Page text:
Logansport Pharos-Tribune from Logansport, Indiana on March 3, 1895 · Page 1
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Logansport Pharos-Tribune from Logansport, Indiana · Page 1

Logansport, Indiana
Issue Date:
Sunday, March 3, 1895
Page 1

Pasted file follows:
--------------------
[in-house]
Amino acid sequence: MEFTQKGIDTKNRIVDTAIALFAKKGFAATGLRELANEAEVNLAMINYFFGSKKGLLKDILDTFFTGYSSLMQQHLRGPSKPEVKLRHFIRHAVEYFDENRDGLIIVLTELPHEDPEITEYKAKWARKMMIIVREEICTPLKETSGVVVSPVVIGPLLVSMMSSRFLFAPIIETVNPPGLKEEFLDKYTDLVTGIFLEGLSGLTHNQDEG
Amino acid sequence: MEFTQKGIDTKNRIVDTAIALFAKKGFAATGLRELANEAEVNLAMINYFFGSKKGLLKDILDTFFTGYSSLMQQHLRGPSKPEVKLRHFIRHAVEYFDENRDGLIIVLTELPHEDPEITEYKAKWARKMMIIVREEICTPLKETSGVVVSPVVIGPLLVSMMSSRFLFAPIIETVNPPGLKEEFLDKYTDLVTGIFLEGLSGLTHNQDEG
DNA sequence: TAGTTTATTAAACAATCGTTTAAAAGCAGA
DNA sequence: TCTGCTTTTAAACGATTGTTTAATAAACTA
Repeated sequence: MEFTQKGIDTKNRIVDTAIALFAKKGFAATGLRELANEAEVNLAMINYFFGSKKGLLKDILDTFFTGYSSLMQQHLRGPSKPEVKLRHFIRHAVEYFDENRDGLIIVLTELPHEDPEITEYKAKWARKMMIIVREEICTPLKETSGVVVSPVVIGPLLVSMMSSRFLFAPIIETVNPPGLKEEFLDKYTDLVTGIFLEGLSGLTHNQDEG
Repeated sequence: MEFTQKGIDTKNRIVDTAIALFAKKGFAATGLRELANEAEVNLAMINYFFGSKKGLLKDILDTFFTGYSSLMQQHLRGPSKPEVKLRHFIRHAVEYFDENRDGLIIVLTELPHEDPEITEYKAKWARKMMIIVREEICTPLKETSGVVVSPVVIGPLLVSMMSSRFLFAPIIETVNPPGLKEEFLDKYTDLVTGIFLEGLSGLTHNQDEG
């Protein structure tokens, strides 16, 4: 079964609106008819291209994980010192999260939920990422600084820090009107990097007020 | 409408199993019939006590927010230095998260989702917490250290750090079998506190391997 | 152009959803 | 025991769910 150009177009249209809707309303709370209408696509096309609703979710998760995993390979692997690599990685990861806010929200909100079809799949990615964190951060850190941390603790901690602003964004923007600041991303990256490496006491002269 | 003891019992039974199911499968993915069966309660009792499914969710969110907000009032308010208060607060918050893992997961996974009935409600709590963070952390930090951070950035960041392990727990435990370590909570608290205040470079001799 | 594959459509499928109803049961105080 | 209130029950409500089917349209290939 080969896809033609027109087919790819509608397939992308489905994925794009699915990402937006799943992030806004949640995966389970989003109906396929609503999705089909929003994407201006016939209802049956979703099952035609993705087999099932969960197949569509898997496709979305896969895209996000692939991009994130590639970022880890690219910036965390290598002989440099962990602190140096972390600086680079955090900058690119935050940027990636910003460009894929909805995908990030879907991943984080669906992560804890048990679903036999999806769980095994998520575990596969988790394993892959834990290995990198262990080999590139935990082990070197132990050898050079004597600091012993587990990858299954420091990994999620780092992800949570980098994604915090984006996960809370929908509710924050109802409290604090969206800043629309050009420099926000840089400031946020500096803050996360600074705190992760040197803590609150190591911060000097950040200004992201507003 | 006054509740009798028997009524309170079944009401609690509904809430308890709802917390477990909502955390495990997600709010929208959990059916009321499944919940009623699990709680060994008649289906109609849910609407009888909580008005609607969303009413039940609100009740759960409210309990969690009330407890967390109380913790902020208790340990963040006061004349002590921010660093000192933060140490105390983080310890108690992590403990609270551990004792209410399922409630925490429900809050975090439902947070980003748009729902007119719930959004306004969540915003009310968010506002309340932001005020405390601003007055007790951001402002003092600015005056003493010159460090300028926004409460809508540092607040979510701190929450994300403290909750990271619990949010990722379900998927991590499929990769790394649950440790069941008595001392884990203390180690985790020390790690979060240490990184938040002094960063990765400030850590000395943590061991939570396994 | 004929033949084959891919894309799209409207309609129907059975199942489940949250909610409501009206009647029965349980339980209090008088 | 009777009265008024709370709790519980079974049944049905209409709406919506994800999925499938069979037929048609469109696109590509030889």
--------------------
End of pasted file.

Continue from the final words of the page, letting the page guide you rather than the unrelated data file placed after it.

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wsrjrv c She VOL. XX. LOGANSPORT, INDIANA SUNDAY MORNING, MARCH 3. 1895. NO. 54. Proof of the advertisement is in the fulfilling. Your Money back quick as a wink if every yard, every article is not as represented here. . r The Secret of Economical Buying ^ Told in a Few Words "THE BEE HIVE STORE'S PRICES '—THAT IS THE KEY THAT UNLOCKS THE DOOR OF PLENT \ ! Prices were never so low. Stock never so grand as it is at lour Little Paradise this spring. These words are addressed to all our patrons and particularly to the Ladies who have not in the past made our house their trading place—those whose former trading places are no more—we promise that we can please you and that one visit will be only an introduction for many more. We have an introductory offer! To our patrons and all such persons whom we hope in the future to call our friends. This offer is for Monday and Tuesday next and consists of Yards, 36 inch, Full Bleached, Green Ticket Lonsdale, 16 Yards for 6000 SILVER CALL. Its Friends Issue an Address to Democrats of the United Statesi Being Circulated In Congress—Populists and Free Silver Republicans Not Wanted. The Cheapest Price ever made on Green Ticket Lonsdale in the history oi the Muslin- In Addition Thereto We offer many other Bargains and hope/you will qrj v e our GANT SPRING STOCK YOtJR CAREFUL INSPECTION. ELE RU m^i^^^^r ^^>^5^^ One Price! Year Money Back If You Want It! SY Call and See. pity Thowiwli oi TUMI b» niwai ollndMtrudttllaMatliricDiikl. Purity* Volurat ol Tone Unequal** D. A HAUK, The wonderful Regma Musio Box. Will play any tune. I am agent for Logansport of the genuine, also the new things in Gold Belts, Collarettes, Buokles, Czarina Pins, Butterfly Hat Pins, Side Combs, Hair Pins, Watoh Pockets, Ladies' Guard Chains, Gold Brioabrac, Spectacles of all kinds fitted to the eyes. 30 years 1 experience in Engraving and all kinds of work done to order at Tbe Jeweler ana Optician. 410 Broadway. CONGRESS HARD AT WORK. See The Specialists For Chronic and Private Diseases and Deformities. Disease* of Women treated by the new eleotrieal method that has given wonderful results. Don't forget that their vapor treatment for all Chronic Lang • Troubles gets the remedies to the diseased spots and cures whom everything else fails. Call ard investigate anyway. It costs yon nottiinK for consultation. Drs. Christopher & Longenecker, AtiTbe Medical and Surglcalllnstltute. 417 Market Si, - - Logansport. Ind. Ground Hog Boots! buy Leather. It's a now, and it will pay out our Winter Too late foo Felt; a Ground Hog case you to help you clean Boots. WflLKER 6c RflUOH 42O Broadway. Much HufllnGMA to Bo Transactnd Before Adjournment Monday. WASHINGTON, March 2.—The arrest and imprisonment of two Cubans—San- g-uilli and Agruirre — claiming' to be 'American citizens, for participation in the revolutionary movement in Cuba was Saturda3 r morning 1 called to the attention of the senate by Senator Call (dom.,Fla.) who presented a telegram received by him on the subject and had it referred tT the committee on foreign relations, with a request on his part that the committee aet promptly in the matter. The conference report on the fortifications bill was presented by Senator Cnll (dem., Fla.) and was read and concurred in, leaving- seven other appropriation bills still in conference. At 11:35 the naval appropriation bill, the last of the great appropriation bills, was taken up and the senate proceeded to consider it. The amendment reducing from 2,000 to 1,000 the number of additional seamen that the secretary of the navy may enlist was agreed to—31 to 25. The conference report on the agricultural appropriation bill was presented and concurred in. WASHINGTON, March 2.—In the.house the business of the last legislative day was begun by the passag-e of ' a joint resolution to furnish the citizens' committee of Louisville condemned cannon from which to make badges for delegates to the next G. A. E. encampment, also, joint resolution continuing in office the present officers of the courts of the Indian territory. Bill granting the abandoned military reservation at Fort Hays to the state of Kansas for educational and park purposes. The conferees on the sundry civil appropriation bill have agreed to the senate amendment appropriating 1 $500,000 for the equipment of a mint at Denver—5100,000 to be available during this fiscal year. • WASHTXGTON-, March 2.—The president has approved acts of congress to provide for the appointment of additional judges of the United States court in the Indian territory; .to amend the revised statutes relative to the steamboat inspection service; a joint resolution suspending the entry of goods in bond to the free zone. WASHINGTON, Mar;h 2.—Representative Bryan (dein., Keb.) has abandoned his intention of securing- a conference of the free silver representatives and senators with a.yiewof issuing: a call to the democrats of the country, laying- down the proposition that a majority of the democrats favor the free and unlimited coinage of silver, and calling- upon this majority to take control of the party org-UTuzn-tion. Ilo decided instead to circulate the call among- such of the house democrats as favor the free coinag-e of silver, with a view to securing- their indorsement. The call is presented . only to democrats, and not to populists or free silver republicans. It is addressed "To the Democrats of tliu United States," and reads as follows: Xhn Cull. 'We, the undcrsijjuod democrats, present /or your consideration the following statement: 'We believe that the estubJishment of gold as the only monetary standard and the elimination of sllvor us • u lull lCKU.1 tumior money will increase tho purchasing poiver of each dollar, add to tho bunion of all debts, decrease the market value of another forms of property, pontinuo and intensify business depression, and, flc&lly,' reduce the majority of the people to financial bond;i«c. "We believe thut no party Oilfl 1)0|)0 for tin* during success In the United States so lontf us It advocates a sin«lo 'gold standard, and th.it the advocacy of sucli a. financial policy would be especially fatat to a party, which, like ttie democratic party, derives its voting strength from those who may, \vlthout reproach, be called the common people; and we point to the overwhelming defeat of tho party in 1894, to the opposition aroused by tlie veto of the seigniorage bill anil to tho still more unanimous protest against the issue, of gold bonds, as proof that the democratic party cannot Ue brought to tho support of the KOld standard policy. "We believe that the money question will be tho Issue in ISOOand will so remain until ll Is Kcttlod by the intelligence und patriotism of the American voters, "We 'believe that a large majority of the democrats of the United States favor bimetallism and realize that it can only be secured by-tic restoration of tuc free and unlimited','coinage of gold and sliver at the present™.uo, aud we < assert that the majority has and" should..exercise 1 tho rl;;ht, to control the policy of the party and retain tho party name.-.- : "We believe that it is tho duty of the majority and within their power to take charge of tho party'organizations and ma',;e the democratic party ah effective instrument in tho accomplishment of needed reforms. It is not necessary thit- dcjnoJ rats' should surrender their couvlctions on the'other questions In order to take an Motive part,, : fn : tho settlement of the question:lv, wlifc'n atri this ' time surpass . all others in-importance.''"' ' "We bellevtf-.that th'e-ranlc and file of the democratic party should at once assert themselves in th&demoeratic party and place tho party on'racbrd'.in favor of the Immediate restoration of the,-'Jree''''and unlimited coinage of gold und.silve:r>"at,thu present legal ratio of it! to 1, as. such-cojnago- existed prior to 1873, .without waiting fo^-the aid or consent of any- other nation, 'suoh.gblil and silver coin to be a full legal tendefvfoi all debts public and private. ' .p-.J.-i:^'..;."\Ve urge all democrats who favor the financial policy above,[set'torth to associate themselves together and impress their views upon the party organlnition; we urge all newspapers in harmony.iwith the above flnanoial policy toi)lace : lt.»t the. head of tho editorial column and assist,, in.,the Immediate restoration of bimetallism."' TRADE REVIEW. FROM H008IERD03T. SEARCHING FOR THE DEAD. Another Alan l'lio~uc.ht tn Bo Still In Kulul of CnUap.ieil! >'e\v York BulldliijT. NEW YORK, March 2.— A gang- of 100 men toiled all niprht.at the work of removing the huge pile of debris in the buildings Nos. 151,;153, 155 and 157 Orchard street, ..which partly collapsed Friday af terri<>on.";Tb.e work was carried on by calcium fight without intermission almost from, the moment of the crash, and..between t. and 5 o'clock Saturday morning the workers' efforts •were rewarded by the recovery of two bodies from the wreck. Two more are believed to be stilt .buried in the ruins and two of th'e-Unjured died in the hospital' during 'the night. The two men who .are '"believed to be still missing' are •« believed to lie under the debris of; thd -basement of No. 153 and on the other*side of the party wall or else under a heap of ruins which still remain undisturbed on the west side of the building 1 in the basement of No. 155. It w impossible that they can be alive, as no living- creature could have possibly survived under the hug-e pile of masonry that^ell, but nevertheless the work of clearing- away the ruins is going on, without a break, that no chance of succor will be left untried. . .. f ,,;.....- .=.-*., •. : ". A'J. 8 o'clock in the'- 1 - morning another body Vas taken from the rains. It was identified as that of Joseph Marro, an Italian labbrer^Hejwas'31 years of age. Bow the llunlncn Munition Appear*- to Dun and Bra<Utr«et. NEW YOKK, March -.—R. O. Dun & Co.'s weelcly review 01 trade snys: "No gold KOCS out. though sterling cxchnnes has risen close to tho exporting point, Bad it does not yet appear ihat the syndicate has made any e3ort to control the exchange market The stock market ivaits abjectly for London, and foreigners show thus far more disposition to sell than to buy. Withdrawals or gold by redemption of legal tenders have BO; ceased, but since the closing of the syndicate contract have averaged about JliO.OOO per day. There is no essential change In tbo money market, though rates are somewhat higher. Agricultural products are a shade higher, but without any rc:uson which looks to future operations. More people aro idle In the (treat Industries than were idle last week, but not for reasons which distinctly af- lect the fucura. "Wheat is 1& cent hiprher. but clearly, not because western receipts are a trille less than a year afro, nor because exports from the At- lanrlc coast are small. Spasms of speculative activity must be expected during every season, and -when prices ure at the bottom such spasms can only mean an advance. Nothing Is seen to justify any material rise, as supplies in sight do not decrease more than they would nnuinilly on account of bad tvcathcr. Corn Is only a shade higher, with western receipts much smaller than last year. Cotton j dropped a ^eek ago to 5.5C cents, the lowo-^t point ever known since modern classillcuUons were adopted, and has not yet risen, thouirh the talk of Kreat reductions in acreage this your is as vigorous as ever. The whole market turns on the fact that the stocks of American cotton here and abroad are considerably larger than ever. . "The industries make very slow gains where they make auy. Nothing now can bo said of boois and shoes for tho market Is still unsettled by the controversy about prices. Xew orders arc sc:'.:uy and the main reason is that jobl-.ers have ou the whole large stocks on band, and are not now unxlous to increase them at higher prices. The demand for cotton goods is on tlie whole decidedly disappointing. The demand Jor woolen goods of the butter grade seems a little bettor than has been expected "The failures for throe weeks of February have shown liabilities amounting to S8,5£8,UC8 atalnst iHMttMlS for tho same weeks last year, in manufacturing $2,&5r.G50 uirainst !*.- U-io.S-17 last year, and in trading U5.250.330 neuins: jO.Mii.ffiU last year. Failures for tho week have been C50 in tho United States against, itil last year and in Canada SS against •c; last venr. " BnuLstreet's says: ••Wbile the course of general trade during tile lirst two months of the current year has been disappointing. February cuds and March bCRins with tangible, though not as yet satisfactory, signs of improvement It is encouraging to note that gains are reported In the volume nf trade at almost every southern city, notwithstanding advices from northern cities whose jobbers supply southern and southwestern markets, that low prices tot products had curiuilod purchasing ability at the south and southwest. Amonc larger eastern business centers no general evidences o£ improvement nro reported except a larger volume of trade In staple lines at Pittsburgh, together with better demand In the iron and steel trades. -At tho west there is less encouragement, Improvement being reported only from Louisville, Chicago, St. Louis and St. Paul. Mlidor weather has not favored tho business situation at the northwest. Stocks of general merchandise throughout the central and southwest are small and the number of buyers from those regions at Chicago is Increased, Like reports are received from St. Louis, where orders lor spring goods aro of fair volume, although buying continues conservative, competition inducing froquent concessions in price. General trade has preserred only a moderate volume at Cleveland, Kansas City. Omaha, Milwaukee, Duluth and , Minneapolis, where collections are fair only and the mild -weather is unseasonable." Telegraphic News of Interest to; Indianians, WON'T GO TO THE CAPITOL. ' Found Dead'"In *HU ilouil. KJE.XOSHA, Wis.,. March. 2. — 3. M. Bower, who had . recently purchased the Tcuhagen house at this.place, was .found -dead on, the steps leading up from the first floor. The general impression is he died of heart *Mtrmt). He leaves a widow and family at Wan- f :Xkfij}lBich 2. —A young man walked' off, tSe'-jrear end of a train at East Adrian^ at. 9 o'clock Friday night ' He was'.fpund at 6 o'clock Saturday-morning'. 'He had a long cut on his face, and was '/unable to give any accoont of himself?' He had a ticket for Kf^W York. ,.:.. ,.,V;" oIvtbVJKolb Pmpln. Ala., March 2. — S. M. Adams has called » meeting of the state executive "committee of the peo- -ple's- party for March 13 In this city. This meeting will- take up the dual government question, which is still popular with the Kdlpite*. All Hill* Must l)o 8onl: to the 1'rrnldenl ut WJ>it.n Ilounc. WASHINGTON, March 2,—The statement is made on the authority of a member of the house committee on appropriations that President Cleveland will not g-o to the capitol on Monday next but will require that all measures passed by congress, shall be sent to him at the white house-to receive there his consideration and action before the Fifty-third congress passes out of existence'at noon on Monday next Wlsconiln Cltlei May Unite. GBEEX BAY, Wis., March2.—Meetings of the common councils of Green Bay and Fort Howard, the two cities which have been a-courting- for the last fifty years or more, were held to take action upon an ordinance having; in view the consolidation of the towns. After the reading- of the ordinance at both of the meeting-s it was laid upon the table until next Saturday, when definite action will be taken. Public Debt Statement. W-isanfeTON, March 2.—The monthly statement of the public debt issued from the treasury department shows that February 28, 1895, the public debt, less cash in the treasury, amounted to $390,413,940, a decrease for the month of $34,033,328. This decrease of debt la accounted for by the receipt of gold on account of the last bond issue against which no bonds have yet been, issued. . Fir* IxxMt (or Fxbnurr. . CHICAGO, March 2.—Fire losses for February throughout the country caused a total loss of (12,532,510, of which fires where the losses amounting to $100,000 or more contributed $5,034,550, and fires under $100,000 $7,497,960. The losses for February of last year amounting to $12,918,225. GLEXVHXE, Ala., March 2.—Tom ana Dors Meadows left their children at home to attend a neighborhood dance. When they returned their cottage home was in ashes and the charred remains of the little ones, the oldest of whom was 14, were found. . Brooklyn Striken IndleMd. BBOOKLYX, March 2.—The February grand jury handed twenty-five indictment* in the court of sessions against persons who in vmrions -ways- interfered with or obstructed trolley can during the recent utrik*. Oratorical Content. .-. • IXDI.VSAPOLIS, Ind., March 2. — Tht : .S several colleges of the state hav*.', chosen the following young men and-W: women to represent them in the annual - ; college oratorical contest hero nexto:] week: Butler university, John Butler;, « Hanover, M. Jesse Brown; De Pauw,,4-; M. L. Dapgy; Indianaiiniversilv. Pres*/-^ ton V. Eajrlesome; Earlln.u o Allege, •<:< Nellie E. Wood; Frau.vlia college,,.';Frank Martin. The representative; ,:| from the state university is colored,; ;:5 the first of his race who ever took part i'.in the contest. - ; .,; Itorcott Provca to lie $crloi». -. ,^ lyrDiAXAPOLis, Ind., March 2.—An- ;• drew Stcffin, a cigar manufacturer,-, 1 ,* some time ago discharged thirty-five of --J: his fficn. The union then declared »! : | bo3-cott ou his shop .and the fight h»» '. been bitter. Friday Steffin announced '\ that, unless he was given assurance by ;:'to-day that Ue would be allowed to•-..-; •uork without interference he wouldM-U- n once move to Cincinnati. . He is one o4 '•'; the largest manufacturers in the city. y : ' iH Havo to 1-ljr. ., "'• Ind., March 2.—Jacob Ga*. • i, nett's residence at Dora, this county,..^was the scene of great excitement • > ; when Prof. Hcnc5crson, of Anderson,; X aud Doc Small, of this city, spirit medi- , • urns, were exposed and a free fight en- -~ sued. Furniture was overturned and,.X: ; Small and Henderson were knocked- , down and the tables piled on them. ,./| They were finally gotten out of the---:" b^ck way and escaped further punish. .;,-• went. _ ,?','- I'oiiou In PTOK«II Oraoffc*. (-.'"! XEW CASTLE, Ind., March 2.- : -Carrie, ;/; the 4-year-old daughter of William. ?; Williams, died Friday from the effect*-, -.; of eatingfrozen oranges. Afewmin- — -; u!e; after the child had eaten ta£..•$ orange she ran screaming to her fatbeiy,. ~ complaining of severe pains in her - >• stomach. , After suffering in great...,,:: agony for half an hour she died in ';'.; convulsions. . v Now Kl*iutrlc tine. ; ;V-; VALPARAISO, Ind.,March 2.—Amove--''- i ment is on foot to build :tu electric tail— ••'.' 0 way connecting this city with Chicago. \ ; Several Chicago captalists have »igni- --!v- ficd their willingness to furnish a large ,>|:-r proportion of the capital if the terrfc"-J " : ?< tory through which the line-passes .^ 5 will furnish and guarantee reasonable! •'';". support. ' - : ! Coiivtctn Knrnpp. • ' • LA PORTE, Ind., March 2.—Joseph '• Rogers and George Turnage, convicts- •;-, in the Indiana prison, made their es- , : , cape. Rogers was serving a term of-,, u ; two yenrs for grand larceny, vrhila -;,.-•> Turnage was received in 3S88 from I.n- ';. diunapolis to serve a term of eleven...' ,' years for manslaughter.. ' . "..% Victim of White C»|.|icr« Mar D>. MUXCIE, Ind., March 2.—The four men charged with the Granville white cap outrage appeared for preliminary trial Friday afternoon, but the prosecuting witness, Amanda Hamilton, who was lashed, is lying ut the point oi death and the trial was postponed. A MRminoth Ditch. PBENCETOX. Ind.. March 2.—A mammoth ditch 10 miles long, 40 feet wide , at the top and 12 feet deep will shortly be cut through the western part of thlm-. county. Contracts will shortly be ad- - vertised for. The estimated cost U . 8100,000. .ArrcHted on K Foriccry Charge. "^ ELWOOD, Ind., March 2.—W. C. Baker, the New York installment manager, whose arrest recently on a charge of embezzlement was followed by his release from jail on a bond, was rear— • rested on a charge of forgery. Vandal* Bob » Church. HUSTISGTON, Ind., March 2.—Th«< Methodist cnurch was-robbed, " o n.la— sionary contribution box being-stolen. ' It contained several dollars in pennie*. The empty box was found in an outbuilding. The BOH Baker*. IXDIAKAFOM8, Ind., March 2.—Ther*1* a, probability that .all the boss baker*- , of this city will disunionize their establishments on account of the bread war- which has been waged in the city for- a month. ' Killed at Colambd*. > COLUMBUS, Ind., March 2.—Walter- , Sellers, special freight man for the Blf Four road, this city, was killed here by being run over by a train. He lived two hours and died in the city hospital. Aw.y. JjtFFEBSOSmtLE, Ind., March 2.— William M. Gibson, 84 years old, died at Gibson Station, 0 miles from this • city. He was one of the wealthiest men in this section. , . Stole H«r »on«j-. « HuSTCfGTOsr, Ind., March 2. —A thief robbed Hiss Cotlin, a school-teacher here, of $250 concealed in a folding bed. • AKBOS, O., March 3.—The works of the Akron China company were destroyed by fire at 1 o'clock Saturday morning 1 . The. fire started in a pile of straw in the packing; house, and is be- liered to have been incendiary. Th« loss on building and machinery Is $50,000, and on stock. $12,000; , insurance, • $15,500. One hundred and forty, mem.. are thrown ont of employment. : . 1 fe-